Larry "Scrappy" Blumer, 80, a highly decorated World War...


October 28, 1997

Larry "Scrappy" Blumer, 80, a highly decorated World War II pilot best known for shooting down five German planes in 15 minutes in August 1944, died of leukemia Thursday in Springfield, Ore.

Phineas Indritz, 81, a civil rights lawyer and counsel to several House of Representatives committees, died of cancer Oct. 15 in New York.

George Everard Kidder Smith, 83, a historian, author and photographer, died Oct. 8 in New York from bronchectasis.

Marie Raabe, 82, a vaudeville performing midget and wife of a "Wizard of Oz" Munchkin, died Wednesday of injuries from a car accident in Penney Farms, Fla. Her husband, Meinhart Raabe, also 82, who played the Munchkin coroner in the 1939 movie, was in good condition with a broken ankle and broken ribs.

Harold Webster Smith, 86, who started his first bank with a few thousand dollars and built it into the billion-dollar Webster Financial Corp., died Friday in Waterbury, Conn.

Justice Harold J. Rothwax, 67, the tart-tongued judge who presided at the child-battering trial of Joel Steinberg and wrote a book on problems of the criminal justice system, died of complications from a stroke Wednesday in New York.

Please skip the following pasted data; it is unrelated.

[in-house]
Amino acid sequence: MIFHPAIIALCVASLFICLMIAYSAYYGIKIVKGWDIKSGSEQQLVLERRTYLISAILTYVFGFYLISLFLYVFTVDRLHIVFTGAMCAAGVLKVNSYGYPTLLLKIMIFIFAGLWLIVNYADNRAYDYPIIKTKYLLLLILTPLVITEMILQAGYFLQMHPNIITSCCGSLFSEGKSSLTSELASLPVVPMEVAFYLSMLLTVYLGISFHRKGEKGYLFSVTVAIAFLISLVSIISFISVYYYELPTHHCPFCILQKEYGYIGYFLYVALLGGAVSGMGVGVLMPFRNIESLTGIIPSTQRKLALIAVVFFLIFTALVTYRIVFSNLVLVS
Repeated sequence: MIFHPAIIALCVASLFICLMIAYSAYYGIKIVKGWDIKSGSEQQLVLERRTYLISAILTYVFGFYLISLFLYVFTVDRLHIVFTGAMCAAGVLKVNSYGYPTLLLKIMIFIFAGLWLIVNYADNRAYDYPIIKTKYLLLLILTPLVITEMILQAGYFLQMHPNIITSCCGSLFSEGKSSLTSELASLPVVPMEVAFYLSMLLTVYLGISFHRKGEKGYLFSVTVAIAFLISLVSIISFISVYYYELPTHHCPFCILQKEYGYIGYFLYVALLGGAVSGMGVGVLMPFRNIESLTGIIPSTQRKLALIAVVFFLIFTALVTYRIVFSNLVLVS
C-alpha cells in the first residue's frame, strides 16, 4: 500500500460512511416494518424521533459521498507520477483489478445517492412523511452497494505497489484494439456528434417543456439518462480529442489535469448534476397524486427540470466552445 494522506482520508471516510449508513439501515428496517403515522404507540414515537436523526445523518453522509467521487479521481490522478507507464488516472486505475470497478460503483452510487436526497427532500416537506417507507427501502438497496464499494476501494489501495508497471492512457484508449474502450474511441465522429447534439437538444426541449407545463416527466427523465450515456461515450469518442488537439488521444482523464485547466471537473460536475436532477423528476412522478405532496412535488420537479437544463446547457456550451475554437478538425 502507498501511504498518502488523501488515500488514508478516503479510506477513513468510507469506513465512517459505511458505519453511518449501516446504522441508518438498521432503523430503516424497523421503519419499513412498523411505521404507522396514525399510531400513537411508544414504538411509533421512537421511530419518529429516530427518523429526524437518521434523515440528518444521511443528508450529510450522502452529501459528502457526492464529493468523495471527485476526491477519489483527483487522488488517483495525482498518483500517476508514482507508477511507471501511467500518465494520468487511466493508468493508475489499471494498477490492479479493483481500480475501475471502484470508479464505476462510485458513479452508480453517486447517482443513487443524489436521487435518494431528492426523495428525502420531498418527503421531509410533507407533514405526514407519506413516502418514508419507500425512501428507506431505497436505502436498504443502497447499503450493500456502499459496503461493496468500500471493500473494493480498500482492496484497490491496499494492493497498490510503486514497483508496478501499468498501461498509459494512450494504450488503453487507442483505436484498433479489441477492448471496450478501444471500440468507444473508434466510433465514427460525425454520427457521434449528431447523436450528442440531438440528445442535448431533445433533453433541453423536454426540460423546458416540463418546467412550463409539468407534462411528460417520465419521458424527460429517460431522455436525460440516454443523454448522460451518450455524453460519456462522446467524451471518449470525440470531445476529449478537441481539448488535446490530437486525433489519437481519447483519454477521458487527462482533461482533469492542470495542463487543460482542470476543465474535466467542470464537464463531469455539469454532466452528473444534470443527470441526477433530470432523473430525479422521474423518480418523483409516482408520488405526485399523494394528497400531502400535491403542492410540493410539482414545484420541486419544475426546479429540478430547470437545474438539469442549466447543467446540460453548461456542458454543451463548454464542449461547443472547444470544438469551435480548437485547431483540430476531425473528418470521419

Pilar Miro, 57, who helped televise the weddings of Spain's two princesses and won this year's Goya award for best director, died of heart failure Oct. 19 in Madrid.

Dr. Thomas H. Hunter, 84, a former dean, chancellor and vice president at the University of Virginia School of Medicine, died Thursday in Charlottesville. He was a pioneer in the treatment of infectious diseases by the time he arrived at Virginia in 1953 to become dean of the medical school.

Omer Westendorf, 81, a publisher, composer and musician whose hymns are used in Roman Catholic Church services around the world, died Wednesday in Cincinnati. He was known for hymns that expressed liturgical reforms after the Second Vatican Council.

Pub Date: 10/28/97

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